Monday, 17 October 2016

Chateaudouble - well worth the climb

The village is perched high above the rocky summits of the Gorge du Chateaudouble.
One of my favourite perched villages in La Dracenie is Châteaudouble.
Looking down at the road below.
I am not sure why exactly, but it ticks all the boxes – described as resembling a nid d’aigle (eagle’s nest), its houses huddle against a cliff edge, with the narrow, winding streets that I love exploring, a line of restaurants overlooking the 130-metre drop into the gorge below, and a fair amount of ancient history.

This is not to mention the unexpected beauty of tiny gardens or window boxes found in little crevices, or the amazing direction pointer high above the village that doesn’t point out far-distant towns – instead it points to the directions of the 32 winds of Provence!

Châteaudouble (very roughly, ‘double castles’) was named after its two medieval châteaux – one perched high above the village and the other nestled along the banks of the Nartuby River far below – perhaps for those unable to climb the massive boulders!

It guards, in fact, one of the oldest prehistoric sites in Provence – the Grotto chauvre-souris (or the bat cave. I have to admit I prefer its description in French). There are two other similar grottos nearby – the Grotto des chèvres (goat cave) and the Grotto du Mouret.

One of the restaurants that overlook the gorge on the other side of the far wall.

These are hidden, outside the village among the steep sided gorge cut by the Nartuby River which flows down through Draguignan to meet the Argens east of Les Arcs-sur-Argens.

The gorge is bordered by thickly forested hills, with rocky outcrops like those at Châteaudouble, often bolted together to bind them in place and prevent rock falls.

Meander up the steps toward the tower.
Legend has it that a dragon once lived in the Gorges of Châteaudouble and would venture downstream to terrorise the villagers in the small settlements below. The Bishop of Draguignan – now Saint Hermantaire – fought the dragon and slew it, saving the village. The town (not sure if it is named after that dragon) now uses the dragon as its symbol.
I had been through Châteaudouble twice before on my way to the Gorges of Verdon – the high, winding road became a detour around landslides following the 2010 inondations (floods) – but on both occasions my eyes were fixed in front as I navigated the twisting road with its sheer drops, so I did have a chance to glance upwards as I passed below this little village.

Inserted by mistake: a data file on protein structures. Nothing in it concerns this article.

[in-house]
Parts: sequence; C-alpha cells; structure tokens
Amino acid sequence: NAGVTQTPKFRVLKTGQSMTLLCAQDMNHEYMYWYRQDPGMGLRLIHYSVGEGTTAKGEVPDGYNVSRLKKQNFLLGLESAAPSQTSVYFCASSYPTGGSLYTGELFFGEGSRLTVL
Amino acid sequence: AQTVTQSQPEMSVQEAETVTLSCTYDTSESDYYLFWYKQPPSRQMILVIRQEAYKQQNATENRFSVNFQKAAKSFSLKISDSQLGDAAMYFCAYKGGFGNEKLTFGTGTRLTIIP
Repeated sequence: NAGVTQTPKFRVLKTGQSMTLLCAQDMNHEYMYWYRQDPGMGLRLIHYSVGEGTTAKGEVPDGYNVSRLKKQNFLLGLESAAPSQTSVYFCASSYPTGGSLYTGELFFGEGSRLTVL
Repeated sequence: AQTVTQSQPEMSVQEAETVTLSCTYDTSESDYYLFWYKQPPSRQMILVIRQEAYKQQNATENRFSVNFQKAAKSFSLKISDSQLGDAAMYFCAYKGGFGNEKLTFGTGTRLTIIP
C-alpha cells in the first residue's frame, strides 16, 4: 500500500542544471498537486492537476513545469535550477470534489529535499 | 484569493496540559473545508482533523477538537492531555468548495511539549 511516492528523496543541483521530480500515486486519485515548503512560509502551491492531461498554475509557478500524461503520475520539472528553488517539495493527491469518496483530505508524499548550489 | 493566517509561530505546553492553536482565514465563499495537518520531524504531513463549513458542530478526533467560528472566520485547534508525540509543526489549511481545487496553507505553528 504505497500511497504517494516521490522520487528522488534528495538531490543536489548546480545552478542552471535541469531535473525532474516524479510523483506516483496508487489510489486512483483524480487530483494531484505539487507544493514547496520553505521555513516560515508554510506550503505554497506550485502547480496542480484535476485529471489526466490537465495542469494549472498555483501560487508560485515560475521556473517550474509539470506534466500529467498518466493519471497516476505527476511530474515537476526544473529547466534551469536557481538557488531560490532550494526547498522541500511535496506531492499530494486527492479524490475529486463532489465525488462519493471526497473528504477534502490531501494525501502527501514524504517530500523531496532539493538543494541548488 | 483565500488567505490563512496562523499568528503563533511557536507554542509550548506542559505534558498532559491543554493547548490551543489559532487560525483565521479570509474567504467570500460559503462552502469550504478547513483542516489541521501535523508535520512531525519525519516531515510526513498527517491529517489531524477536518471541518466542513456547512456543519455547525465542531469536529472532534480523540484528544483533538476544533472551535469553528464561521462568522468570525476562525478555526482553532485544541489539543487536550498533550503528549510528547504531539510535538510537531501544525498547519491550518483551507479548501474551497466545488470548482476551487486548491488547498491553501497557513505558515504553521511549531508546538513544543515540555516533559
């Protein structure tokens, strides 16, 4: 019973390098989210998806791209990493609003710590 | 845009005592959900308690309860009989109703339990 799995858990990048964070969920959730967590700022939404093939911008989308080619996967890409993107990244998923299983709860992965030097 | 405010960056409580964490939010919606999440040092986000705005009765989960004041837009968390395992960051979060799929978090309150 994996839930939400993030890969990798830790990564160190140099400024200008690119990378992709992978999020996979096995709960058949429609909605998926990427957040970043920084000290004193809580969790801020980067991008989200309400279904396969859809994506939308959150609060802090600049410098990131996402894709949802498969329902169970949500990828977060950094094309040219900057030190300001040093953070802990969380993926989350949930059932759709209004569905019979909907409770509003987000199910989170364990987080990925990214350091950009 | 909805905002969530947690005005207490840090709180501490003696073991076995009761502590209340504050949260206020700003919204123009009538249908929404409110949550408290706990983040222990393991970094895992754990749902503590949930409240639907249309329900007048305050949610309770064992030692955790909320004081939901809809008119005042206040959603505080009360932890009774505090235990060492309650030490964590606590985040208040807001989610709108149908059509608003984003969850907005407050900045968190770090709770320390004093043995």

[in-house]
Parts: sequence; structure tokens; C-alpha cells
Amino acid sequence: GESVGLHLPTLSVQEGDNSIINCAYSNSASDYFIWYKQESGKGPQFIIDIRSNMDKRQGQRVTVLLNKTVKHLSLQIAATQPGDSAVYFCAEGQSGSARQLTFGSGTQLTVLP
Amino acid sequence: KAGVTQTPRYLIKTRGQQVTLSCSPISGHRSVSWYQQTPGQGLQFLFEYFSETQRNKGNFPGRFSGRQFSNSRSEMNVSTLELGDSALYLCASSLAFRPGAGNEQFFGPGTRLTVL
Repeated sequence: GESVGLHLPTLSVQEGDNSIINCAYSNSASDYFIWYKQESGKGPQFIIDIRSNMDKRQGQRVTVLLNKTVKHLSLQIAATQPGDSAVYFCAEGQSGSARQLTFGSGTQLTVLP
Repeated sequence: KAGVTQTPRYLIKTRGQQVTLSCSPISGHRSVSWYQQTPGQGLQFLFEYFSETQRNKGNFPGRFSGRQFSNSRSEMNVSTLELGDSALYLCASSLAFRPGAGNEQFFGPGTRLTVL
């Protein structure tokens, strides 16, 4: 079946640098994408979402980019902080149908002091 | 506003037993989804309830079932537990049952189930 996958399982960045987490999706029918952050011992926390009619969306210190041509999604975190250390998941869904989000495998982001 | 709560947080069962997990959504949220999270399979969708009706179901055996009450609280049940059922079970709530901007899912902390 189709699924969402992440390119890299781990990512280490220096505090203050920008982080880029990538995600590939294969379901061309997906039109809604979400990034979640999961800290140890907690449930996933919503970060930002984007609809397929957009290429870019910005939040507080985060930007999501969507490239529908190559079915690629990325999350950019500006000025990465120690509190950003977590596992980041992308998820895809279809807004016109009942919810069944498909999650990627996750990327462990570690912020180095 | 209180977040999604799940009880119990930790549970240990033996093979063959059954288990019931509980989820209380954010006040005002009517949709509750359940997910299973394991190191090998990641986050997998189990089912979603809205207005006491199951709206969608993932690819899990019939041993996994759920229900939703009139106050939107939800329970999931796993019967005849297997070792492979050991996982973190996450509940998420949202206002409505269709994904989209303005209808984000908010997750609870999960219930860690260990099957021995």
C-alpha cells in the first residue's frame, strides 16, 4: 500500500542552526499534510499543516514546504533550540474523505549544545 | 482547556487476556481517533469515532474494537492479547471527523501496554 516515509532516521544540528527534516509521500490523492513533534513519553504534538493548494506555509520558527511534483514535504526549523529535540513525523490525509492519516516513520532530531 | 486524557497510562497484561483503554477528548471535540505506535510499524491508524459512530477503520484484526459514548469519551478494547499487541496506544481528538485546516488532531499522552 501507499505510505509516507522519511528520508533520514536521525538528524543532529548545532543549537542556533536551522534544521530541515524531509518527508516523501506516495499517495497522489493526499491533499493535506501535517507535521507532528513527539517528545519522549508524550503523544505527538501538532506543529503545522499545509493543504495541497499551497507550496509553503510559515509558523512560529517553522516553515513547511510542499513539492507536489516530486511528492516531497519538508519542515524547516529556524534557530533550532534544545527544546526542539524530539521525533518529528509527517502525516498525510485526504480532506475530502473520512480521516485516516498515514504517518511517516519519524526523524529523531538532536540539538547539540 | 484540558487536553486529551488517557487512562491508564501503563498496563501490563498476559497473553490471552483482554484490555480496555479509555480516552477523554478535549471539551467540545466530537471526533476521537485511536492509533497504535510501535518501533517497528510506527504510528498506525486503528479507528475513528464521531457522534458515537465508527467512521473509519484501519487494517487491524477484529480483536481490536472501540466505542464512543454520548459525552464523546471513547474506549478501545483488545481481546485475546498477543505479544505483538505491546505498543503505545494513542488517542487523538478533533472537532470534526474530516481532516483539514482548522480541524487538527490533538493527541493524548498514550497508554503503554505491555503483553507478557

A bright little corner with flowers.
This time it was my destination. I took the more direct route, bypassing Draguignan – the road is wide and easy to navigate through Provenҫal garrigue (bushland) and takes you directly to the turn-off beside the river below the village.

Look up from here and you do a double take – high above is the medieval tower and between you and the tower it is almost perpendicular. Of course the road, with its twists and turns, is more gentle but you still have sheer rock on one side and sheer drop on the other. At one point it disappears into the darkness of a tunnel straight through the middle of a massive boulder.

But on the other side, we emerged into dazzling sunlight – and a convenient little parking area right below the village itself. Cars are not permitted into the village centre, so we were glad to alight to explore more slowly.
Steps lead up between houses to the main street and a square shaded by plane trees with restaurants and bars located at the very edge of the high rocky shelf that supports the village.

We meandered through archways where we came out into tiny patches of land planted with colourful flowers – some with a convenient seat for weary climbers; but ever upwards.

Heading for the tower we had seen from below, we found it guarding the entrance to the cemetery, the highest point in the village – no doubt allowing the departed souls closer access to the heavens.
Flowers enhance every little nook and cranny around the village.
We felt on top of the world and could see for miles, the heavily wooded hills surrounding us that stretched out as far as the eye could see, and the deep gorge cut through by the Nartuby River.

Right at the summit is a lookout with a direction marker on top. We expected to see notations telling us the direction and mileage to various surrounding towns and sites. Instead, written in Provenҫal, it named the 32 different winds of Provence, the direction they blew from and the time of year when they were dominant.
The direction sign pointing our the 32 winds of Provence.
It was unexpected and fascinating. We tried to work out which wind was blowing at that time and to imagine how windy it must be during the colder months.

We dined in a vine-covered restaurant overlooking the gorge, visited ‘Za Sculpteur’ – who makes sculptures of found metal objects (and who I have written about previously) and enjoyed the ambience of this village with its flowers, tiny vegetable gardens, and wildflowers humming with bees beneath the straggly olive trees.

The 26-kilometre drive home was easy and meant that Châteaudouble is fixed on my calendar as a village to visit for itself – and its restaurants.  


1 comment:

  1. Amazing scenes and wonderful memories but just a little challenging to get them. I still have a lot to see in this region from all that I am reading on this blog! I shall look forward to it!